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WELCOME TO THE BIRCHTREE CENTRE

How can we help?

The Birchtree Centre is a collective of Sydney psychologists, social workers and psychotherapists. The centre provides a safe space for survivors of complex trauma, addiction and eating disorders to access treatment.

We’re definitely still here for you – but in order to keep everyone in our community safe, we will be doing things slightly differently. We have temporarily closed the doors and won’t be offering face-to-face consults until further notice.

However all clinicians are conducting sessions online and are taking referrals for Telehealth.

Please contact your clinician directly or email us on info@birchtreecentre.com.au or tel: 02 9518 8719

Remember, take care and stay safe.

support

Trauma Support Groups

Our popular Trauma Support Groups run for six sessions, fortnightly. Two therapists look after and guide the group through a number of themes common to individuals struggling with a legacy of complex trauma. Due to COVID-19 currently all groups take place online via zoom.

Next class starts 29th April 2020.

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Trauma Sensitive Yoga

Trauma Sensitive Yoga can support the healing process by helping to find stability and safety in the body

Classes are currently not available as the centre is closed. Online classes coming soon.

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Upcoming Workshops for Clients

We regularly run workshops, seminars, support groups and other services for clients and their families and friends.

Due to the current COVID 19 situation, we are temporarily pausing  event registrations. To express your interest in attending this event please contact us by sending an email to info@birchtreecentre.com.au and we will keep you informed of developments.

Upcoming Clinician Events

Our Centre for Excellence conducts CPD events across NSW.

Due to the current COVID 19 situation, we are temporarily pausing  event registrations. To express your interest in attending one of these events, please contact us by sending an email to info@birchtreecentre.com.au and we will keep you informed of developments.

Testimonial …

“The Long Limbs of Trauma” two day workshop presented by Jace Cannon-Brookes and Dr Sophie Reid was a masterly, yet pragmatic introduction to working with some of our most psychologically fragile patients.

The topic was carefully discussed in all its aspects from neurobiology, behavioural psychology, stages in therapy, practice management – even the therapy setting.

It was a great privilege to hear two such experienced practitioners talk about how they work and how they maintain their equanimity, even more importantly how they assist their patients in finding theirs.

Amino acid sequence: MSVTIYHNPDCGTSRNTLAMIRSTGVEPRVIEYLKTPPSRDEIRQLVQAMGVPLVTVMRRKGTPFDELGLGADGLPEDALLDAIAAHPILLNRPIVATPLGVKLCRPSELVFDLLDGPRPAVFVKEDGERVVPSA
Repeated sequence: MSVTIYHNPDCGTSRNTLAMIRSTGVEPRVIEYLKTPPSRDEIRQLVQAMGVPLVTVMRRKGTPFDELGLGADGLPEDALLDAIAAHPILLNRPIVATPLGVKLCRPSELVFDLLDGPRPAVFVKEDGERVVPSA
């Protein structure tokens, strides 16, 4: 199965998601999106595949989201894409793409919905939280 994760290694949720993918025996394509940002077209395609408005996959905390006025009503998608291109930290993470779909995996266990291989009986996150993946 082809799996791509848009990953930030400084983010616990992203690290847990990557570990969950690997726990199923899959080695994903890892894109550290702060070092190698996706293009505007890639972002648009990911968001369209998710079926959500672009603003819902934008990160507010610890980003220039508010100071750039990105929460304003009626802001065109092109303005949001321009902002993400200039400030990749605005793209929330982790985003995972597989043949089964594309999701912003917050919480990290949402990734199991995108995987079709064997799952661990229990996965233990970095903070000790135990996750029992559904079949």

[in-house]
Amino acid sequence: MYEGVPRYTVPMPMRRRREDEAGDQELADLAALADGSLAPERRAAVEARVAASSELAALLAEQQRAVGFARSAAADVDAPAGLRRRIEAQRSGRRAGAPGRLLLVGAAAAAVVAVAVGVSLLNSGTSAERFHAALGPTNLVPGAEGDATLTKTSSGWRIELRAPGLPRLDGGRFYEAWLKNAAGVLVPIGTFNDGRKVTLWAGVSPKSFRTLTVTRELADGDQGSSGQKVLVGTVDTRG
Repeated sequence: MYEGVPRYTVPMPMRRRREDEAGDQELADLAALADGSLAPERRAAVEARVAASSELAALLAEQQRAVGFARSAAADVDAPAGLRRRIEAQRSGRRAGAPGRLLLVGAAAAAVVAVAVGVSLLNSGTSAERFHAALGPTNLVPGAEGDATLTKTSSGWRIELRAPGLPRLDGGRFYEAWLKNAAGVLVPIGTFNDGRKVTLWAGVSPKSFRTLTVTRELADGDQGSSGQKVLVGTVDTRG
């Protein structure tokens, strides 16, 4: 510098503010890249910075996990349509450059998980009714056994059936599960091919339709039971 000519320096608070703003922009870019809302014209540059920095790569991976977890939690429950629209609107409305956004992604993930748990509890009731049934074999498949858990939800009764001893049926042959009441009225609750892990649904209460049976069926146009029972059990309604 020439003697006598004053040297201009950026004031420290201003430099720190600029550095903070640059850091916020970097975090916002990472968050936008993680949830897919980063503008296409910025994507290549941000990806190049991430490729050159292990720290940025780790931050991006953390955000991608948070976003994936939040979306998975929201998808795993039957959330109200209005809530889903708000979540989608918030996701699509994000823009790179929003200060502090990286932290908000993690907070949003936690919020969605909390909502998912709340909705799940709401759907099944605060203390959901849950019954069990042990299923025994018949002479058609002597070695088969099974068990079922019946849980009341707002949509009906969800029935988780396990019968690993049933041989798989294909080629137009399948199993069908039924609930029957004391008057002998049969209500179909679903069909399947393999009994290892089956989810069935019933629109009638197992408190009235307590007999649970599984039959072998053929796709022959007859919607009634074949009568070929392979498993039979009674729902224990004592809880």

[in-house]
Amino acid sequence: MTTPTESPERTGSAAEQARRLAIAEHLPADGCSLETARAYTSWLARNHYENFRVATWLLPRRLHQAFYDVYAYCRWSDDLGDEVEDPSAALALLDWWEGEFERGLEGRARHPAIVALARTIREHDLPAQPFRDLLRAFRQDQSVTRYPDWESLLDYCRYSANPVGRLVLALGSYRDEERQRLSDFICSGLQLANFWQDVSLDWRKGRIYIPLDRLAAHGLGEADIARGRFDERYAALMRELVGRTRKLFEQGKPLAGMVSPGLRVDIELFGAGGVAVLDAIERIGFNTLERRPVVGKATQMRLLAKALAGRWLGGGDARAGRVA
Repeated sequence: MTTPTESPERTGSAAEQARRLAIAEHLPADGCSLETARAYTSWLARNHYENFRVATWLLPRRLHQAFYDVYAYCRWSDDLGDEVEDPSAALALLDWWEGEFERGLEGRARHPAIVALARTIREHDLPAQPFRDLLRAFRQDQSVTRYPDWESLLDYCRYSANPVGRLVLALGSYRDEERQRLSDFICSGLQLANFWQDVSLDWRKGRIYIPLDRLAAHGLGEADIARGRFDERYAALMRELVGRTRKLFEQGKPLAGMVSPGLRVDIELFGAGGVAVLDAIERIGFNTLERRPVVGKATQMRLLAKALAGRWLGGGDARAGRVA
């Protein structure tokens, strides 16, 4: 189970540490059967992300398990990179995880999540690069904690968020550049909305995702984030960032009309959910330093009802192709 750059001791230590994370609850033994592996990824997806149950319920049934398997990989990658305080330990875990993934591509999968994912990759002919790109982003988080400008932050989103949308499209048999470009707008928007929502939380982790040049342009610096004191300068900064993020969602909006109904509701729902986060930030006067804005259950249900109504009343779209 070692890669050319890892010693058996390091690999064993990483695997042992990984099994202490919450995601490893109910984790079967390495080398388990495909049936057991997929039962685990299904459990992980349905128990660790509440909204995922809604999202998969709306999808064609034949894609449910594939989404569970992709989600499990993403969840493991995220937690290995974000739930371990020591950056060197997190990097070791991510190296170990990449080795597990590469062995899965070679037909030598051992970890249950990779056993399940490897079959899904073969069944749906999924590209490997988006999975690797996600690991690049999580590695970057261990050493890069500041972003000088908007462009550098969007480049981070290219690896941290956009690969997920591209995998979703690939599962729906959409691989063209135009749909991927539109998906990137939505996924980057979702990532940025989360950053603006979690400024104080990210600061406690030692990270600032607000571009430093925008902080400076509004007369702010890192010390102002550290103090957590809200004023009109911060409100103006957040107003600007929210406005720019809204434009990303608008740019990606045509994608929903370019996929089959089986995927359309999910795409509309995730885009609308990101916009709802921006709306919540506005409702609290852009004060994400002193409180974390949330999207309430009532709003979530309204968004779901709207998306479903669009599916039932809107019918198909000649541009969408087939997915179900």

Overall the workshop provided a most valuable learning experience and one which was rich with personal vignettes, warmth, humour and heartfelt humanity.

Highly recommended.

– Professor Janice Russell
The University of Sydney

NEWS

Child Abuse Report

The Australian & New Zealand Journal of Psychiatry recently published a report on the Royal Commission into Institutional Responses to Child Sexual Abuse. The report is damning in its criticism of the Catholic Church and

By |April 12th, 2017|Categories: Birchtree News|Comments Off on Child Abuse Report

Childhood Trauma, Stress and the Biology of Addiction

Gabor Maté's 2012 paper in the Journal of Restorative Medicine discusses the degree to which childhood trauma leads to addiction in later life. "Early trauma has consequences for how human beings respond to stress. Trauma

By |February 7th, 2017|Categories: Birchtree News|Tags: , |Comments Off on Childhood Trauma, Stress and the Biology of Addiction

How the marriage equality debate is affecting LGBTI Australians – a guide for health professionals

With marriage equality continuing to remain out of reach for many lesbian, gay, bisexual, transgender and intersex (LGBTI) Australians, ACON has produced a resource for health care providers, to assist services to support members of the LGBTI community through what may be a distressing time.

By |November 3rd, 2016|Categories: Birchtree News|Comments Off on How the marriage equality debate is affecting LGBTI Australians – a guide for health professionals

The Psychology of Eating Disorders

Most of us at some time or another have been on a diet, or had concerns about our body image. In this western society, where a great deal of emphasis is placed on appearance, this is far more common than not. Dieting can become problematic, however, if it is taken too far. If you find yourself stuck in a cycle of dieting, and or out of control eating and a persistent feeling of dissatisfaction with your body, then you might have an eating disorder.

By |August 15th, 2016|Categories: Birchtree News|Comments Off on The Psychology of Eating Disorders